Changing Conversation about Income Inequality

June 29, 2012 -- Puget Sound Sage

They say that the tide is turning in the Puget Sound. Boeing orders are flying high. Amazon is priming a new campus. Tourism and business travel are pushing the needle. More passengers are landing at Sea-Tac airport than ever. And Walmart wants to sell groceries to our communities. It sure is great to be in the midst of growing prosperity -- unless you aren’t prospering.

Over the last few months, Puget Sound Sage has released four studies showing that as we rebuild our regional economy, too many people are left behind.

Our Pain, Their Gain reveals the hidden costs of the Seattle hospitality industry. While hotel chains reap billions in profits, local workers struggle with low earnings, no health insurance and high rates of pain and injury. Meanwhile, the public pays tens of millions to provide health care for uninsured hotel workers. The hotel workforce, comprising of a majority of immigrants, endure these unfair conditions in a growing industry that needs significant public investment in the future. 

The Economic Impact of a Walmart Store in the Skyway Neighborhood of South Seattle speaks truth to the lie that Walmart grocery stores entering existing urban markets have a net positive community impact – a deception created by Walmart’s paid consultants. Our own economic modeling expert, Dr. Chris Fowler, does the math right. A new Walmart grocery store undermines union standards, resulting in a loss of millions of dollars of earnings for our communities over the long-run. Local governments who welcome Walmart with open arms should take notice – this is one poison apple we don’t need.

First Class Airport, Poverty Class Jobs demonstrates that the Port of Seattle’s airport creates good jobs for airline employees while leaving 4,000 terminal workers with poverty-level wages. At an average of $9.70 an hour, wheelchair assistants, baggage handlers and cabin cleaners make far below the $15 per hour living wage needed to makes ends meet in Seattle. These poverty wage jobs are no accident – companies like Alaska Airlines, which accounts for half of all passengers at Sea-Tac, have outsourced this work to contractors who compete by slashing wages and benefits.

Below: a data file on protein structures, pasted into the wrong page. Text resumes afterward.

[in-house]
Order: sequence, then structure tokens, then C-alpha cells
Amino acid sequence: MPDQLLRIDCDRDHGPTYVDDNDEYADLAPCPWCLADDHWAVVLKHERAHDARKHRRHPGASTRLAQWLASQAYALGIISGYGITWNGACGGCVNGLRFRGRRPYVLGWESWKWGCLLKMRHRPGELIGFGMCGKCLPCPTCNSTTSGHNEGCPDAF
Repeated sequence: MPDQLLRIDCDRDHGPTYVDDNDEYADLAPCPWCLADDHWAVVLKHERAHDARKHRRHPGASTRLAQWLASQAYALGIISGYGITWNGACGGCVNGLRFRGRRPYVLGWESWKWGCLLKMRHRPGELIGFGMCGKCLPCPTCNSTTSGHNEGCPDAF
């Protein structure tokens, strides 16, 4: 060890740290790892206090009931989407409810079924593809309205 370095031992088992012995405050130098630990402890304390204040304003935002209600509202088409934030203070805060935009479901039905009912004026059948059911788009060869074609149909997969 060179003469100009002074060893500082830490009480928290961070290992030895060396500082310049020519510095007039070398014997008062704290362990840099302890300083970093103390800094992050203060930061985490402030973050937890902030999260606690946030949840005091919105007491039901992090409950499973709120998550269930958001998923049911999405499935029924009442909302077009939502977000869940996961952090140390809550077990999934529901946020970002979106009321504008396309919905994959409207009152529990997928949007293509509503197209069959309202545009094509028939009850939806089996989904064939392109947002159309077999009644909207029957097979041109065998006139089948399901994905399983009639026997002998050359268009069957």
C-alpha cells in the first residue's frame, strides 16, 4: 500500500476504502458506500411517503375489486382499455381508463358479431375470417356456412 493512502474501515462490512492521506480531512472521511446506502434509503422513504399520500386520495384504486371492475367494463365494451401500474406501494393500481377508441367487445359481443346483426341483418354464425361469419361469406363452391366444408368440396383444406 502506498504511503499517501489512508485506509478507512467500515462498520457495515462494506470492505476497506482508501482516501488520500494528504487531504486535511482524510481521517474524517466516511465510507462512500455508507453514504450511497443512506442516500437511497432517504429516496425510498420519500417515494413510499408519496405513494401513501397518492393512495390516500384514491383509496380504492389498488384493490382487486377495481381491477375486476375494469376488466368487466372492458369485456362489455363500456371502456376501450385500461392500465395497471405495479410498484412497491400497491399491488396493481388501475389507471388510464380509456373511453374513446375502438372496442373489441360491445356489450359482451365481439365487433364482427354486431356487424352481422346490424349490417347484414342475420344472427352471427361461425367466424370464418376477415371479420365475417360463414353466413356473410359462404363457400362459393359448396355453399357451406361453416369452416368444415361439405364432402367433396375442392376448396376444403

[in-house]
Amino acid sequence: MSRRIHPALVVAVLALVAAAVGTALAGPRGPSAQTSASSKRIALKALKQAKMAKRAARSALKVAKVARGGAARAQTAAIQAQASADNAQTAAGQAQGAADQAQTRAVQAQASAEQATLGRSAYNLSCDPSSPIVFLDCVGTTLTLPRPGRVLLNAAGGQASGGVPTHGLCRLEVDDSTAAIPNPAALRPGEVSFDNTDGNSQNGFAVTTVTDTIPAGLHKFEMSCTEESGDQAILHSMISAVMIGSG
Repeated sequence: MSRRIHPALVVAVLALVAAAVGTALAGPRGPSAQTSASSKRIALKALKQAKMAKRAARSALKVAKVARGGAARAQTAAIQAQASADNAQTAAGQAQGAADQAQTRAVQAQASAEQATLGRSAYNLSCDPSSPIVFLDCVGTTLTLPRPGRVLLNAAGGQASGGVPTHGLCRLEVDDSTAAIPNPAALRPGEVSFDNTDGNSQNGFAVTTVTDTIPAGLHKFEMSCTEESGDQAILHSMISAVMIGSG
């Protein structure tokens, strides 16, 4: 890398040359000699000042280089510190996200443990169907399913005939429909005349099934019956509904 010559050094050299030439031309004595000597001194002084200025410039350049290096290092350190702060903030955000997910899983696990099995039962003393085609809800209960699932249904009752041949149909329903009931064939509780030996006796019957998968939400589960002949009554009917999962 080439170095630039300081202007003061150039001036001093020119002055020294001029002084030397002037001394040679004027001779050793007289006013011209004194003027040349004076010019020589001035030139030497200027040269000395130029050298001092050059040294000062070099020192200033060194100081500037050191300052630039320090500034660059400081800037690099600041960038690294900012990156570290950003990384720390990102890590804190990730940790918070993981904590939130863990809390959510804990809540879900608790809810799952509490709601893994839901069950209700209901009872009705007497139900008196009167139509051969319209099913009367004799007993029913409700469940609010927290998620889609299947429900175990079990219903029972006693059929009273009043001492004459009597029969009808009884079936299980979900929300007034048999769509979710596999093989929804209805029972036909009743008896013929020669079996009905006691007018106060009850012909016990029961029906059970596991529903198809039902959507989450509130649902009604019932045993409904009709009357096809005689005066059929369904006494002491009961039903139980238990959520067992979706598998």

Transit Oriented Development that’s Healthy, Green and Just asks a basic question about Puget Sound’s new light rail system – how do we ensure this massive public investment benefits all families? In Southeast Seattle neighborhoods the light rail has already accelerated gentrification and may lead to displacement of many communities of color into the suburbs. It’s not just a lack of affordable housing, though. Low-wage jobs keep family incomes down as real estate prices rise, creating pressure to leave. As it turns out, transit oriented development that ignores racial equity and job quality will short-change light rail’s potential environmental benefits. 

Sage’s studies indicate that the post-recession economy could widen the gap between those doing well and those just surviving. Misguided decisions are being made by big businesses and elected officials that allow benefits from public investment to flow primarily to the top. 

It doesn’t have to be this way. 

Sage’s research demonstrates we can build an economy that is more fair, with good jobs for all willing to work hard and contribute to our region. We can hold corporate powers that rig the system in their favor accountable by requiring that they pay their fair share. And we can ensure our government makes the right investments in our communities so that all families can thrive.